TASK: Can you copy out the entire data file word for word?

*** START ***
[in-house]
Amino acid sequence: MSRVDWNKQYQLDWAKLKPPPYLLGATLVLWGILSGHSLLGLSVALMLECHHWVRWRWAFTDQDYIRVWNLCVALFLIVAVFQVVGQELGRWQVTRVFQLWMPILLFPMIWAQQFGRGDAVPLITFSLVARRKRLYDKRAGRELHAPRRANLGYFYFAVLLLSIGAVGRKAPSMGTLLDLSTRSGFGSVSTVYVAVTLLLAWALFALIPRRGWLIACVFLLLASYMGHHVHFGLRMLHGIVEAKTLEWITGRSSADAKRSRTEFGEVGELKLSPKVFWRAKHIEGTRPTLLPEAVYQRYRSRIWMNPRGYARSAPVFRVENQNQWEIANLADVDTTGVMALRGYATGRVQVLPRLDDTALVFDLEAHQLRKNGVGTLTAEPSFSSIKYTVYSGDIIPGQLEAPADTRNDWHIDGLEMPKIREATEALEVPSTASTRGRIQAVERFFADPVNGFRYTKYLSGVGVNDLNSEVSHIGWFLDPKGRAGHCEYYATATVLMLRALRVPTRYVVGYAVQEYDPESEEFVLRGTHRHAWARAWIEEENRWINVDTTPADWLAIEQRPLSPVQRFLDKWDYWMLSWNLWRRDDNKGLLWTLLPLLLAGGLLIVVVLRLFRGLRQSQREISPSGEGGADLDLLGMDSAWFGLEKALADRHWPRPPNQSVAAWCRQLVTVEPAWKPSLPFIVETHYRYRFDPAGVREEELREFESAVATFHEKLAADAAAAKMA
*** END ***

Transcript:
[in-house]
Amino acid sequence: MSRVDWNKQYQLDWAKLKPPPYLLGATLVLWGILSGHSLLGLSVALMLECHHWVRWRWAFTDQDYIRVWNLCVALFLIVAVFQVVGQELGRWQVTRVFQLWMPILLFPMIWAQQFGRGDAVPLITFSLVARRKRLYDKRAGRELHAPRRANLGYFYFAVLLLSIGAVGRKAPSMGTLLDLSTRSGFGSVSTVYVAVTLLLAWALFALIPRRGWLIACVFLLLASYMGHHVHFGLRMLHGIVEAKTLEWITGRSSADAKRSRTEFGEVGELKLSPKVFWRAKHIEGTRPTLLPEAVYQRYRSRIWMNPRGYARSAPVFRVENQNQWEIANLADVDTTGVMALRGYATGRVQVLPRLDDTALVFDLEAHQLRKNGVGTLTAEPSFSSIKYTVYSGDIIPGQLEAPADTRNDWHIDGLEMPKIREATEALEVPSTASTRGRIQAVERFFADPVNGFRYTKYLSGVGVNDLNSEVSHIGWFLDPKGRAGHCEYYATATVLMLRALRVPTRYVVGYAVQEYDPESEEFVLRGTHRHAWARAWIEEENRWINVDTTPADWLAIEQRPLSPVQRFLDKWDYWMLSWNLWRRDDNKGLLWTLLPLLLAGGLLIVVVLRLFRGLRQSQREISPSGEGGADLDLLGMDSAWFGLEKALADRHWPRPPNQSVAAWCRQLVTVEPAWKPSLPFIVETHYRYRFDPAGVREEELREFESAVATFHEKLAADAAAAKMA